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Editorial

  • The Summer of Jaws

    The summer after my sophomore year of college, I got braces—and my jaw broken. On purpose. My doctor called it preventive surgery, which made it sound prudent. My jaw had been growing out of alignment for years, and his description of a pain- and headache-free existence was enough to convince me to go for it. What he didn't dwell on was that my jaw would remain wired shut for seven weeks.


    After surgery, it didn't take me long to put together a list of the things for which an open mouth is paramount. First, there's sneezing and coughing. With a closed mouth both feel like being slapped upside the head, but from the inside. And of course, there's yawning. No satisfaction or relief comes from a closed-mouth yawn. (Does it even count as a yawn?) Yet these physiological inconveniences paled in comparison to the real loss: solid food.


    Forty-eight hours into my recovery, I'd already exhausted my tolerance for chocolate protein shakes. My anxiety level rose. My mom came to the rescue with her blender, delivering a burst of variety. Cream of chicken soup. Cream of mushroom soup. Cream of broccoli soup. Cream of asparagus soup. Cream of cauliflower soup. (You get the idea.) And it helped, for a short spell. When the monotony again set in, I got more creative. I had a fantasy—a dream—of eating macaroni and cheese. So I cooked a batch from the box. I reveled in the smell of melted butter, the sound of noodles squishing past one another as I stirred the pot, and the sight of orange powder turning impossibly smooth.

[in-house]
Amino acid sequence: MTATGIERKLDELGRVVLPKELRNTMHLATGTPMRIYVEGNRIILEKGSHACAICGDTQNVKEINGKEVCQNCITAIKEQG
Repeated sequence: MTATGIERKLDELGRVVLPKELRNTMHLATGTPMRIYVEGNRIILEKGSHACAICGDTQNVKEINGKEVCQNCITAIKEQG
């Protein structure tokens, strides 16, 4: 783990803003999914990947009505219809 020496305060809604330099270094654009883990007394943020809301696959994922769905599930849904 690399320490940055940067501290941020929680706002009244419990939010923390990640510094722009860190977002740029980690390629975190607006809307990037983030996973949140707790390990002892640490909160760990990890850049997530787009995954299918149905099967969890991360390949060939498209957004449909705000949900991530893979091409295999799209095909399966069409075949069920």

Then I scooped it into the blender and added a glug of milk. After giving it a quick spin, I poured myself a thick cup and slipped a sip through my clenched front teeth. It was unspeakably awful. Having learned my lesson, I stuck to a near-monastic diet of soups and broths for the remainder of my recovery. And in that vacuum, my passion for anything related to food reached a fever pitch. I couldn't eat solid food, but I could watch it being prepared on TV, read about it in cookbooks, admire duotone images of it in the supermarket circular, and prepare it for my family.

    Seven weeks after the surgery, my doctor cut the wires. Back home my dad asked me what I wanted to eat. It was rhetorical, as he'd already set the water to boil for the noodles. As I sat at the table waiting for my first bite all summer, I just smiled. I had a lot to be thankful for: a loving, supportive family; another school year just around the corner; a passion ignited. And solid food.


    Dan Souza, Editor in Chief

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